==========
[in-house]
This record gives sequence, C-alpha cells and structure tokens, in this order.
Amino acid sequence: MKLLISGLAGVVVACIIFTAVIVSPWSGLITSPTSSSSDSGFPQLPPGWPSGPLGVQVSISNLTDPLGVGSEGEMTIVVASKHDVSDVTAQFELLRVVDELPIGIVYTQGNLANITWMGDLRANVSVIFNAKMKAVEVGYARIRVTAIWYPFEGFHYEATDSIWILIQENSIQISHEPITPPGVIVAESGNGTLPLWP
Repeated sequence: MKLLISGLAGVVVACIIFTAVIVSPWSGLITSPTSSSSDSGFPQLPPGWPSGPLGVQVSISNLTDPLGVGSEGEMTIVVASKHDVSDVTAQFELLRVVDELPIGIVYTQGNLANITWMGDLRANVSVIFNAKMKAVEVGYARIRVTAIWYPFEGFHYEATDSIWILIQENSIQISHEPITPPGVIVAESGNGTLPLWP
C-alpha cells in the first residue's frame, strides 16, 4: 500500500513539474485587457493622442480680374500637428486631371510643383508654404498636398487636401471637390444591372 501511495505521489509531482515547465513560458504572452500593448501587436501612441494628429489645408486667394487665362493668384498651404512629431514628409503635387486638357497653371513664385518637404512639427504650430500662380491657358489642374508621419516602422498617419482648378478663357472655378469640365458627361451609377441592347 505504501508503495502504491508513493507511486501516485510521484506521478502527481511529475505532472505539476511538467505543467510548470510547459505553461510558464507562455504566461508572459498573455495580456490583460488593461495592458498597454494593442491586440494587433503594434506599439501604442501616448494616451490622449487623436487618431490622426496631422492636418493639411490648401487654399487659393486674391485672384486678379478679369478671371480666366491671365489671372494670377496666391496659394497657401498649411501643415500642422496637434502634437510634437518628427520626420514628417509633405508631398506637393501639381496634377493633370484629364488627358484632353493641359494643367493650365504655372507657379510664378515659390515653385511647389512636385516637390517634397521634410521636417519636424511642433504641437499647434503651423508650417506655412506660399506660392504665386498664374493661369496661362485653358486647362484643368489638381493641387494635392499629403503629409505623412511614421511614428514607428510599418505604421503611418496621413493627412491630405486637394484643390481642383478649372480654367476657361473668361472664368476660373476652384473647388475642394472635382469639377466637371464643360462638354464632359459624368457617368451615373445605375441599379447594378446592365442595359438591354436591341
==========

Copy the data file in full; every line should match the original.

[in-house]
This record gives sequence, C-alpha cells and structure tokens, in this order.
Amino acid sequence: MKLLISGLAGVVVACIIFTAVIVSPWSGLITSPTSSSSDSGFPQLPPGWPSGPLGVQVSISNLTDPLGVGSEGEMTIVVASKHDVSDVTAQFELLRVVDELPIGIVYTQGNLANITWMGDLRANVSVIFNAKMKAVEVGYARIRVTAIWYPFEGFHYEATDSIWILIQENSIQISHEPITPPGVIVAESGNGTLPLWP
Repeated sequence: MKLLISGLAGVVVACIIFTAVIVSPWSGLITSPTSSSSDSGFPQLPPGWPSGPLGVQVSISNLTDPLGVGSEGEMTIVVASKHDVSDVTAQFELLRVVDELPIGIVYTQGNLANITWMGDLRANVSVIFNAKMKAVEVGYARIRVTAIWYPFEGFHYEATDSIWILIQENSIQISHEPITPPGVIVAESGNGTLPLWP
C-alpha cells in the first residue's frame, strides 16, 4: 500500500513539474485587457493622442480680374500637428486631371510643383508654404498636398487636401471637390444591372 501511495505521489509531482515547465513560458504572452500593448501587436501612441494628429489645408486667394487665362493668384498651404512629431514628409503635387486638357497653371513664385518637404512639427504650430500662380491657358489642374508621419516602422498617419482648378478663357472655378469640365458627361451609377441592347 505504501508503495502504491508513493507511486501516485510521484506521478502527481511529475505532472505539476511538467505543467510548470510547459505553461510558464507562455504566461508572459498573455495580456490583460488593461495592458498597454494593442491586440494587433503594434506599439501604442501616448494616451490622449487623436487618431490622426496631422492636418493639411490648401487654399487659393486674391485672384486678379478679369478671371480666366491671365489671372494670377496666391496659394497657401498649411501643415500642422496637434502634437510634437518628427520626420514628417509633405508631398506637393501639381496634377493633370484629364488627358484632353493641359494643367493650365504655372507657379510664378515659390515653385511647389512636385516637390517634397521634410521636417519636424511642433504641437499647434503651423508650417506655412506660399506660392504665386498664374493661369496661362485653358486647362484643368489638381493641387494635392499629403503629409505623412511614421511614428514607428510599418505604421503611418496621413493627412491630405486637394484643390481642383478649372480654367476657361473668361472664368476660373476652384473647388475642394472635382469639377466637371464643360462638354464632359459624368457617368451615373445605375441599379447594378446592365442595359438591354436591341